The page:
One of the stupider arguments making the rounds in the media is that “carbon-dioxide-is-not-pollution– it’s life”.
In fact, the Competitive Enterprise Institute (CEI) produced a hilarious commercial saying just that.
Friendly footage shows how CO2 comes from little girls blowing dandelion seeds, and prancing gazelles. Then cue the ominous music: “now some politicians want to label carbon dioxide a pollutant – imagine if they succeed. What would our lives be like then?”
Perhaps a bit of back-story is in order. The CEI has received a whopping $2,005,000 from ExxonMobil since 1998. Their point person on climate change is the notorious Myron Ebell who is so pathologically pro-oil he once claimed that good gas mileage is a mass killer.
So what are the CEI (and their funders in the fossil fuel industry) so worried about? After decades of the atmosphere being used as a free dumping ground for astronomical amounts of carbon dioxide, the federal government is finally considering putting some regulations on our friend CO2.
It is no surprise that this proposed policy is about as popular with Big Oil as a fart in a diving bell.
The fight around CO2 regulation has been brewing for a long while. Back in 2007, the US Supreme Court found the EPA was negligent in not listing CO2 as a legally defined “pollutant” under the Clean Air Act. This designation would trigger long overdue regulation of carbon emissions – something the Bush Whitehouse was predictably opposed to.
Years of delay ensued where essentially nothing happened, other than climate change became exponentially worse. Interestingly, Myron Ebell of the CEI was accused of colluding with the Bush Whitehouse to discredit elements within the EPA that wanted to move forward with CO2 regulation.
Pitted against this immovable object was a seemingly unstoppable force. Barack Obama was elected President, and change ostensibly came to Washington.
Just last month the EPA finally submitted their carbon dioxide determination to the Whitehouse, deciding that CO2 meets the legal definition of “pollution” based on the well-known impacts climate change will have on human welfare, and almost everything else on the planet.
This is a first step on a long road towards recognizing that using the atmosphere as an unregulated dumping ground for CO2 is not only dangerous, but unfair to the taxpayer who will have to pick up the tab as our climate chickens come home to roost.
While CO2 does not stink or make your eyes burn – it is definitely dangerous in the amounts now emitted around the world:
- Climate change from burning fossil fuels has been identified by experts as a greater threat to humanity than global terrorism.
- Leading researchers testified before Congress just last month that large parts of the United States may be rendered an uninhabitable wasteland – perhaps within the next ninety years.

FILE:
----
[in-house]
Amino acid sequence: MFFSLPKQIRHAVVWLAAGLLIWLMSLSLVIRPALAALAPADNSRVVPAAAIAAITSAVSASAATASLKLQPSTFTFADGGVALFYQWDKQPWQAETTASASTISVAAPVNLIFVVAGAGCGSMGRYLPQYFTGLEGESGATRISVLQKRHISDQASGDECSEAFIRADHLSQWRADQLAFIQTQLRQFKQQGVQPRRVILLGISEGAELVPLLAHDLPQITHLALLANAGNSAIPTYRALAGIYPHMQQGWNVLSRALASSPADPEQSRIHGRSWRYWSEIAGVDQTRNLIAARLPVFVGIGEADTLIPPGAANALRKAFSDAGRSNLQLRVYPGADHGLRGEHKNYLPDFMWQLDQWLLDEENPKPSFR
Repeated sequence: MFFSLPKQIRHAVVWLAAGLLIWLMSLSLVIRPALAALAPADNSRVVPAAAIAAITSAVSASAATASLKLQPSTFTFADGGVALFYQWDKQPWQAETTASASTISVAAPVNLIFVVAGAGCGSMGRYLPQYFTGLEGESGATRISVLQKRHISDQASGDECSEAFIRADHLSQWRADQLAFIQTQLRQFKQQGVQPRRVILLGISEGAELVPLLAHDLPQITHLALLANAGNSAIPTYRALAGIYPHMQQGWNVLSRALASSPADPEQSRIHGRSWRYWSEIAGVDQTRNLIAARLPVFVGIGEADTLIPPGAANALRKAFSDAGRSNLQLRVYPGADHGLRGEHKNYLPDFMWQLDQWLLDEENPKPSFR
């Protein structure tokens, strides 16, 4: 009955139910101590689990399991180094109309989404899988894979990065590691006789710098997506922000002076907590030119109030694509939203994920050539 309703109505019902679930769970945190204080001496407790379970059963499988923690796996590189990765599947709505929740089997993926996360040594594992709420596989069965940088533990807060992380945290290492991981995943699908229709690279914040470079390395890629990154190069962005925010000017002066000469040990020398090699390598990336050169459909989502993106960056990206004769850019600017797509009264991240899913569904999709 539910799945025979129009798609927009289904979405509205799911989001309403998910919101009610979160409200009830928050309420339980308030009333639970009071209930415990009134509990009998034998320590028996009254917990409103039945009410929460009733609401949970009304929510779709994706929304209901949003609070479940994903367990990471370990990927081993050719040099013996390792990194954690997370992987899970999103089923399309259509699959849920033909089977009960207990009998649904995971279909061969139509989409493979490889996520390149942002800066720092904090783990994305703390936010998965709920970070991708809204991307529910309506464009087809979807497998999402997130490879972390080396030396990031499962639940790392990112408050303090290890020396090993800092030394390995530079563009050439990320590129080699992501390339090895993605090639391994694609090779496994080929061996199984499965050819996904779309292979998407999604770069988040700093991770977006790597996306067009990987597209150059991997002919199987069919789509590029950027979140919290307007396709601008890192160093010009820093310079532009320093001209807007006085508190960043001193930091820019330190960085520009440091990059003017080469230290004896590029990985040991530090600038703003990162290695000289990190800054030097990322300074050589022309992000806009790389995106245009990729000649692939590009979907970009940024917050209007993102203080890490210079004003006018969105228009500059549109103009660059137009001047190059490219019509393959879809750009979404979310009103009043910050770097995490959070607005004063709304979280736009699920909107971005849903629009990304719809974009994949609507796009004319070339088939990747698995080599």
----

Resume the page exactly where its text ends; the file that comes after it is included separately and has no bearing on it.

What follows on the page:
- Dr. Nina Fedoroff, the chief scientist for the US State Department testified last week that carbon-driven climate change could leave one billion in famine in only forty years.
All this is being driven by ballooning levels of CO2 that have not been seen in the Earth’s atmosphere for at least the last 800,000 years.
If all that isn’t dangerous, I don’t know what is.
Rather than reinventing the wheel, why not use legislation already on the books?
The venerable Clean Air Act remains one of the most powerful tools to begin making polluters pay for the well-known impacts of climate change.
But then, what polluter wants to pay for anything? Big Coal and the oil industry are pushing back hard.
Last year, the coal industry threw $45 million at a public relations campaign, and more than $10 million on lobbying. This was largely to promote the fiction of “clean coal” to the pubic, the media and lawmakers.
Hence the ridiculous argument being puffed up in the popular press that CO2 is merely a harmless gas exhaled by little girls and gazelles.
For the record, no one is disputing that historic levels of CO2 are essential for life as we know it. It is routinely added in greenhouses (and grow-ops) to boost production.
But as they say, a little dab will do ya. Too much of a good thing, be it water, whiskey or botox will kill you. The trick is knowing how much is too much.
Of course the fossil fuel industry would like the bartender to keep pouring a long while yet. And as with any drunk, rational conversation is not always possible. Sometimes the best way to keep the party going is denying there is a problem.
You can therefore expect to hear much more nonsense from the fossil fuel lobby about our invisible, harmless friend CO2.
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